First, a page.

OBA responds to PMRA proposed registration of Flupyradifurone

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Comments on Proposed Registration Decision PRD2014-20 Flupyradifurone

“Flupyradifurone may pose a risk to bees, non-target beneficial arthropods, and freshwater and saltwater invertebrates when used for foliar application. Flupyradifurone may pose a risk to birds and small wild mammals when used for soybean seed treatment.”

It is of grave concern to us that PMRA would be considering approving another systemic pesticide before the current review on neonicotinoids is completed. We are also concerned about the limited and poorly communicated plan and timeframe for responding to this potentially damaging chemical.

What is especially troubling is that, in its own description, PMRA states flupyradifurone ‘may pose a risk to bees, non-target beneficial arthropods and freshwater and saltwater invertebrates when used for foliar application.’ It further indicates that it doesn’t readily break down in water, air, or sunlight and may carry over to the following growing season. When it enters streams, rivers and wetlands, ‘it may persist for a long time.’ As with neonicotinoids, flupyradifurone is a nerve poison, acutely toxic to bees if ingested. And as with other pesticides, the cumulative and interactive effects from the increasing use of pesticides, fungicides and other chemicals being applied indiscriminately across the country are currently unknown.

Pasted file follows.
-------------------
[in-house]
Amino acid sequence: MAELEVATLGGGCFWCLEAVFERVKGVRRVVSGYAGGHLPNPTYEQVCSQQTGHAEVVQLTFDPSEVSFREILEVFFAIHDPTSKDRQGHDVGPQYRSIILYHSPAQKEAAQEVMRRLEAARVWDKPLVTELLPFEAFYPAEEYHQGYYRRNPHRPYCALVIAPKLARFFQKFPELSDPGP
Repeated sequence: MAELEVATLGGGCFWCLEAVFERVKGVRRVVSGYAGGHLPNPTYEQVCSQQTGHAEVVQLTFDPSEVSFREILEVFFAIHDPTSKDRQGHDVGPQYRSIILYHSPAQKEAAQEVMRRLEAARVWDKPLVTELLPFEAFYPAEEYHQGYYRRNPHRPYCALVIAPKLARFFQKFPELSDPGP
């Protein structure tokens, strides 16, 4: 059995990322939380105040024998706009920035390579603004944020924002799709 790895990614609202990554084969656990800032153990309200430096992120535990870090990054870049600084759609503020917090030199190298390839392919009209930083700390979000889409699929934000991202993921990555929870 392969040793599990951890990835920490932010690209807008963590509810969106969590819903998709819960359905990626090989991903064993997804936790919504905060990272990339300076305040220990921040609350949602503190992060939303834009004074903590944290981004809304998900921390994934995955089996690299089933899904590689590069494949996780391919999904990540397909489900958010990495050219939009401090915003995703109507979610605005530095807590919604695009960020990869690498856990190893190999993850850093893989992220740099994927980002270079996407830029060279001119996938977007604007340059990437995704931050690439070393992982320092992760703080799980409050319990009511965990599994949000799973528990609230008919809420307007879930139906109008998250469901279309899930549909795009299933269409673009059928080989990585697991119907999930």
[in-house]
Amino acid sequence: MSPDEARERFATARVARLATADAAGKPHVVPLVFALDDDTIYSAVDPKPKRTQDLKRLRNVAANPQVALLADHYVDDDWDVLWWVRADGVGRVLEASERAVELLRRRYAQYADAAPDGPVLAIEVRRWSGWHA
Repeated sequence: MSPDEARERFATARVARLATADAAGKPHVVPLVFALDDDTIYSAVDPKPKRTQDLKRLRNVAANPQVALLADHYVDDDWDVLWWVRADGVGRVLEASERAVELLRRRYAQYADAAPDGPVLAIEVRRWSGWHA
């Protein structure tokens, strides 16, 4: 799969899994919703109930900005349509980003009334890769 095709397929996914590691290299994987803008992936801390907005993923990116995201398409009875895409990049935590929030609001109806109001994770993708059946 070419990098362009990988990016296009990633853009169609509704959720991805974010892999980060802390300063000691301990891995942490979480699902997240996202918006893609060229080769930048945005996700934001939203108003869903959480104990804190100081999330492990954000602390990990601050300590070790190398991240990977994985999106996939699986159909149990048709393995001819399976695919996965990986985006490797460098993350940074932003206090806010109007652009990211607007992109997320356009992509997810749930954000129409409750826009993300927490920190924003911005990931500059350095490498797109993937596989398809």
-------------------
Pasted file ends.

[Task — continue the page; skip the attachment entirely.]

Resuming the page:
The Ontario Beekeepers’ Association is concerned that these pesticides are being approved without adequate independent science on the immediate and lasting impact. The Government of Canada must assume some liability related to the subsequent impact on individual beekeepers as well as the beekeeping industry.

We call on the Government of Canada to employ the Precautionary Principle, as outlined in Health Canada’s Decision-making Framework, and thereby delay approval of flupyradifurone.